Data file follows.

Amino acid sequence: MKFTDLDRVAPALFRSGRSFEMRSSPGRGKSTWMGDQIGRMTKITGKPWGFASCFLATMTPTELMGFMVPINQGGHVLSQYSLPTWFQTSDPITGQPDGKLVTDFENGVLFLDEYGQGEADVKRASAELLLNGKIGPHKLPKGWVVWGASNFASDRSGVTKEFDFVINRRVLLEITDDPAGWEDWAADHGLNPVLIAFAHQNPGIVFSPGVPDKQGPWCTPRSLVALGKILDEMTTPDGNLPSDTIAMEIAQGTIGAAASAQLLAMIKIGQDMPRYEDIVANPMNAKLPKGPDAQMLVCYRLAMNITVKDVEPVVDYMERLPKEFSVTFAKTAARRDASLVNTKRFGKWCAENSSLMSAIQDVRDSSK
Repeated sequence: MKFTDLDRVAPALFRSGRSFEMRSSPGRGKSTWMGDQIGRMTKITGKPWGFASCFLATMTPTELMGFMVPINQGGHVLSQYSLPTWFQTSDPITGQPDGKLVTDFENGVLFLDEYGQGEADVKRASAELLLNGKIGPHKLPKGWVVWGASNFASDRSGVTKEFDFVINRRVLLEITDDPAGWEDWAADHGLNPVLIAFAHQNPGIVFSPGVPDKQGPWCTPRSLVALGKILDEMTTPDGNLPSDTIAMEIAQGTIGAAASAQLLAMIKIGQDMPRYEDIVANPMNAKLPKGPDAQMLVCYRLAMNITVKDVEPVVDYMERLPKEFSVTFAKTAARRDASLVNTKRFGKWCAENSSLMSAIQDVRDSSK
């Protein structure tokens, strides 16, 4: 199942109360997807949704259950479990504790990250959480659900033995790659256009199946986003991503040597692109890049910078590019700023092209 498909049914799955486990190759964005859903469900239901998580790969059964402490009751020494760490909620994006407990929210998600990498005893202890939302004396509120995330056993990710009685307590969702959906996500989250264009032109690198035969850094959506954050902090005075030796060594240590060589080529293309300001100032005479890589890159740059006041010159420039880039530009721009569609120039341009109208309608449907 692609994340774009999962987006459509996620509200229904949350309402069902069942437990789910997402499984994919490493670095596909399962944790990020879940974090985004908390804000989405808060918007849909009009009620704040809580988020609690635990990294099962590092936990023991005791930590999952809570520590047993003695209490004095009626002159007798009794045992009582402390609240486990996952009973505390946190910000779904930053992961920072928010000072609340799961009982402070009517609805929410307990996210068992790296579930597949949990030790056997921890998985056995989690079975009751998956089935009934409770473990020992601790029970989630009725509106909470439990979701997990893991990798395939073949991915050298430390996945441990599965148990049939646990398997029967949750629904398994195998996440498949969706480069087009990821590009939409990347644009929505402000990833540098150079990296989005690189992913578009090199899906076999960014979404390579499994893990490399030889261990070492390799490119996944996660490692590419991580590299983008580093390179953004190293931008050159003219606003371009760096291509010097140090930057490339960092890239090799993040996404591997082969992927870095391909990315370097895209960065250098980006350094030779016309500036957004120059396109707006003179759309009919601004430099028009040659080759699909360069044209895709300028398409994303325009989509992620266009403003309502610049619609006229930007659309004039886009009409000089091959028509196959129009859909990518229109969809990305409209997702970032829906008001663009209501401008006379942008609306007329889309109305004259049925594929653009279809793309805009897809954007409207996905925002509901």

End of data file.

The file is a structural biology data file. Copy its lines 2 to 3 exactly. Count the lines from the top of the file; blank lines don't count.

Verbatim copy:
Repeated sequence: MKFTDLDRVAPALFRSGRSFEMRSSPGRGKSTWMGDQIGRMTKITGKPWGFASCFLATMTPTELMGFMVPINQGGHVLSQYSLPTWFQTSDPITGQPDGKLVTDFENGVLFLDEYGQGEADVKRASAELLLNGKIGPHKLPKGWVVWGASNFASDRSGVTKEFDFVINRRVLLEITDDPAGWEDWAADHGLNPVLIAFAHQNPGIVFSPGVPDKQGPWCTPRSLVALGKILDEMTTPDGNLPSDTIAMEIAQGTIGAAASAQLLAMIKIGQDMPRYEDIVANPMNAKLPKGPDAQMLVCYRLAMNITVKDVEPVVDYMERLPKEFSVTFAKTAARRDASLVNTKRFGKWCAENSSLMSAIQDVRDSSK
């Protein structure tokens, strides 16, 4: 199942109360997807949704259950479990504790990250959480659900033995790659256009199946986003991503040597692109890049910078590019700023092209 498909049914799955486990190759964005859903469900239901998580790969059964402490009751020494760490909620994006407990929210998600990498005893202890939302004396509120995330056993990710009685307590969702959906996500989250264009032109690198035969850094959506954050902090005075030796060594240590060589080529293309300001100032005479890589890159740059006041010159420039880039530009721009569609120039341009109208309608449907 692609994340774009999962987006459509996620509200229904949350309402069902069942437990789910997402499984994919490493670095596909399962944790990020879940974090985004908390804000989405808060918007849909009009009620704040809580988020609690635990990294099962590092936990023991005791930590999952809570520590047993003695209490004095009626002159007798009794045992009582402390609240486990996952009973505390946190910000779904930053992961920072928010000072609340799961009982402070009517609805929410307990996210068992790296579930597949949990030790056997921890998985056995989690079975009751998956089935009934409770473990020992601790029970989630009725509106909470439990979701997990893991990798395939073949991915050298430390996945441990599965148990049939646990398997029967949750629904398994195998996440498949969706480069087009990821590009939409990347644009929505402000990833540098150079990296989005690189992913578009090199899906076999960014979404390579499994893990490399030889261990070492390799490119996944996660490692590419991580590299983008580093390179953004190293931008050159003219606003371009760096291509010097140090930057490339960092890239090799993040996404591997082969992927870095391909990315370097895209960065250098980006350094030779016309500036957004120059396109707006003179759309009919601004430099028009040659080759699909360069044209895709300028398409994303325009989509992620266009403003309502610049619609006229930007659309004039886009009409000089091959028509196959129009859909990518229109969809990305409209997702970032829906008001663009209501401008006379942008609306007329889309109305004259049925594929653009279809793309805009897809954007409207996905925002509901």